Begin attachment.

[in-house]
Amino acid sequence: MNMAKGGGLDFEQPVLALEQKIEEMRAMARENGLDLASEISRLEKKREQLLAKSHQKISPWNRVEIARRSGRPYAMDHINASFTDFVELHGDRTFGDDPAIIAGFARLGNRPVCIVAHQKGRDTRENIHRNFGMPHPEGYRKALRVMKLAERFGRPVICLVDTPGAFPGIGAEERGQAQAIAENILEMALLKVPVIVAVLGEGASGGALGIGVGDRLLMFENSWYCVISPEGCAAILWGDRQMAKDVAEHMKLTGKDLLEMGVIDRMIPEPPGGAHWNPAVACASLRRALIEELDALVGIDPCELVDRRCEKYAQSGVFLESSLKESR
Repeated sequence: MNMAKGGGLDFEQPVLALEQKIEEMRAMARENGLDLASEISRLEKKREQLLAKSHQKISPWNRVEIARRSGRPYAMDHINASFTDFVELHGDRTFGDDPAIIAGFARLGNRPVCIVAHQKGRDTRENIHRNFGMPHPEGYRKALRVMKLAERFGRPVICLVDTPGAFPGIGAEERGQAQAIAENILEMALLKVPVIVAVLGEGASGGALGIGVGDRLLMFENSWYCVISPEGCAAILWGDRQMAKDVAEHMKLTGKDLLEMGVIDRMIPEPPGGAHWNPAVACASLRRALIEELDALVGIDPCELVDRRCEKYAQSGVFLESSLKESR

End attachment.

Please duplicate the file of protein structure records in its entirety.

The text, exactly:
[in-house]
Amino acid sequence: MNMAKGGGLDFEQPVLALEQKIEEMRAMARENGLDLASEISRLEKKREQLLAKSHQKISPWNRVEIARRSGRPYAMDHINASFTDFVELHGDRTFGDDPAIIAGFARLGNRPVCIVAHQKGRDTRENIHRNFGMPHPEGYRKALRVMKLAERFGRPVICLVDTPGAFPGIGAEERGQAQAIAENILEMALLKVPVIVAVLGEGASGGALGIGVGDRLLMFENSWYCVISPEGCAAILWGDRQMAKDVAEHMKLTGKDLLEMGVIDRMIPEPPGGAHWNPAVACASLRRALIEELDALVGIDPCELVDRRCEKYAQSGVFLESSLKESR
Repeated sequence: MNMAKGGGLDFEQPVLALEQKIEEMRAMARENGLDLASEISRLEKKREQLLAKSHQKISPWNRVEIARRSGRPYAMDHINASFTDFVELHGDRTFGDDPAIIAGFARLGNRPVCIVAHQKGRDTRENIHRNFGMPHPEGYRKALRVMKLAERFGRPVICLVDTPGAFPGIGAEERGQAQAIAENILEMALLKVPVIVAVLGEGASGGALGIGVGDRLLMFENSWYCVISPEGCAAILWGDRQMAKDVAEHMKLTGKDLLEMGVIDRMIPEPPGGAHWNPAVACASLRRALIEELDALVGIDPCELVDRRCEKYAQSGVFLESSLKESR